Hydrogen Helium Lithium Beryllium Boron Hydrogen Lithium Sodium Potassium Rubidium Cesium Francium
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Extracting lithium foil from a battery

Initially only used in fancy camera batteries, lithium is now available in AA and 9V batteries for use in things like smoke detectors and digital cameras. They are more expensive than regular batteries, but last a lot longer.

The great thing about disposable lithium cells is that the lithium exists in the form of a foil, not some kind of powder you can't separate. Note that this is only true of new, unused disposable lithium batteries. The reaction that powers the battery consumes and fragments the lithium, and you won't get a foil out of a used one. In fact, based on my experience disassembling a fully discharged lithium AA battery, it's not something you would want to do. Shortly after unrolling the coil (see below for more details) the thing actually spontaneously ignited in front of my eyes. Seriously, I opened it up, it started feeling warm, and seconds later the paper towel it was on burst into flames. I've never really had that happen before in quite so spontaneous a way, in my 30-odd years of taking things apart and sometimes trying to make them burn. (I picked up the paper towel from the sides, which were not burning yet, and set it on the concrete floor of the shop for safe burning out.)

I'm not really sure whether this was a unique event (it was extremely humid at the time, which may have contributed). I've never had it happen with a fresh battery, and I'm not planning to repeat the used battery experiment, except maybe to film it some time.

Anyway, back to fresh batteries. To get pure metallic lithium, all you have to do is dissemble the battery and unroll it.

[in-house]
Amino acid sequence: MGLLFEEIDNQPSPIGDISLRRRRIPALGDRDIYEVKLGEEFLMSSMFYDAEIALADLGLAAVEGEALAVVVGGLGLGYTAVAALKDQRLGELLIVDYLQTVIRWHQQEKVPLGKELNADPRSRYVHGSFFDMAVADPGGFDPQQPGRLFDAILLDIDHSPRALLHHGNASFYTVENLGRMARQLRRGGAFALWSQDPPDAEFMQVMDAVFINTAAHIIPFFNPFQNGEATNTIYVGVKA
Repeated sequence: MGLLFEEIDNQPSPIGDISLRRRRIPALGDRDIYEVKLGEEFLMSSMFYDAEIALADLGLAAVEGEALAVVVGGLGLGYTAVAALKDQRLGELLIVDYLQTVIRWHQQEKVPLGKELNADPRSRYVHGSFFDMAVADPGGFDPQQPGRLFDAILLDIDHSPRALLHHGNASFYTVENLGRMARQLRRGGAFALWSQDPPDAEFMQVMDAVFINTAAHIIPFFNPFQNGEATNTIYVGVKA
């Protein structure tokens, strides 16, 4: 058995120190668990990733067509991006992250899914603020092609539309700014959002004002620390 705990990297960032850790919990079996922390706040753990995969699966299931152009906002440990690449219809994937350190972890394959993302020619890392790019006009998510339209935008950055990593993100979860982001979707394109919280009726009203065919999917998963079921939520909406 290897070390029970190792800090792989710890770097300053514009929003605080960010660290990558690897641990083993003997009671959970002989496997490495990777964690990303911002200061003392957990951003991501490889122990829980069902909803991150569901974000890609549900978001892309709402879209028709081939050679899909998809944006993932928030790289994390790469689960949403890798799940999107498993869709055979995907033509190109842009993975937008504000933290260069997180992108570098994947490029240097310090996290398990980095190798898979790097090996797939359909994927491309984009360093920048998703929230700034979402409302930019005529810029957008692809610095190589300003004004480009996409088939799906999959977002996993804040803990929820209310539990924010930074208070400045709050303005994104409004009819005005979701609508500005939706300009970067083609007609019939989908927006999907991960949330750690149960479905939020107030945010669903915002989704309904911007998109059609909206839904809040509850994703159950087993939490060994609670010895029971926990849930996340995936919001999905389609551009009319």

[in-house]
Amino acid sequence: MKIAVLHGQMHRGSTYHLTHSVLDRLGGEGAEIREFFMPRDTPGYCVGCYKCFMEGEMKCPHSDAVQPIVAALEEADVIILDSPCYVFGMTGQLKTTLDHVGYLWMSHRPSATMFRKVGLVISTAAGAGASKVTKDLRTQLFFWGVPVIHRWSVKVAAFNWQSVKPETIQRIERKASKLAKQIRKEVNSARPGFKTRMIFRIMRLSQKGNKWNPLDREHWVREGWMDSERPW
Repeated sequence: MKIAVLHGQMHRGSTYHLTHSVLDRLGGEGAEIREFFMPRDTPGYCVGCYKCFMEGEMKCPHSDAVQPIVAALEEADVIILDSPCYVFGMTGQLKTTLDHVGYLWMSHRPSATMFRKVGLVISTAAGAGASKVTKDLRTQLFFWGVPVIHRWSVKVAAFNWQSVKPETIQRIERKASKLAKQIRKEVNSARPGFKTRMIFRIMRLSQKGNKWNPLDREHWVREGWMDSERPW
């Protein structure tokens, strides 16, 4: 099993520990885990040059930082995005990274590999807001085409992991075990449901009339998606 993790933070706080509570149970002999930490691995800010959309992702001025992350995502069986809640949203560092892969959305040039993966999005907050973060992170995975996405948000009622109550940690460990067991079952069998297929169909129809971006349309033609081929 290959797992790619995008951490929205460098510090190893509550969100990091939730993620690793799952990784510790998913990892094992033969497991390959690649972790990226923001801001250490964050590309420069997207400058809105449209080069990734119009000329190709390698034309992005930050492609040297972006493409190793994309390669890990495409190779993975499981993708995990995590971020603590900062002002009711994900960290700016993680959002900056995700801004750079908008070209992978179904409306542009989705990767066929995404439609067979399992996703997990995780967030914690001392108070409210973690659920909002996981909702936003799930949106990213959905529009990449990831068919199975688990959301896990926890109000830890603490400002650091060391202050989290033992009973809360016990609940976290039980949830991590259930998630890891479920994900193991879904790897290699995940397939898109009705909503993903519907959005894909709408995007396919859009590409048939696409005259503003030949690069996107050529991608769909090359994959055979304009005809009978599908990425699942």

Of course, this is somewhat like saying all you have to do to save the world is clip the right wire on the time bomb. Disassembling a AA lithium battery is not something to be done lightly: It can be quite dangerous. The chemicals inside will burn exposed skin and eyes, and as I can tell you from personal experience, it's entirely possible for it to catch fire completely unprovoked. Eye protection is absolutely, positively required for any experiment involving alkali metals, and you should also work in an area where things can burn themselves out harmlessly. A concrete floor (without spilled oil) is good, or I like to use a cast-iron welding table I got at an auction.
One problem is short circuits. If you short out the terminals of a lithium battery, it will heat up quite rapidly (a second or two), and can become dangerously hot. You may have read about people whose pockets caught fire when they carried these things loose with some change or keys.
The trouble is that when you use diagonal cutters to clip away the fairly tough metal casing, you'll almost certainly make contact with the positive terminal, because that's the only place you can start cutting. The key is to cut away the top as quickly as you can, removing any internal shorts you've created before it blows up in your hands.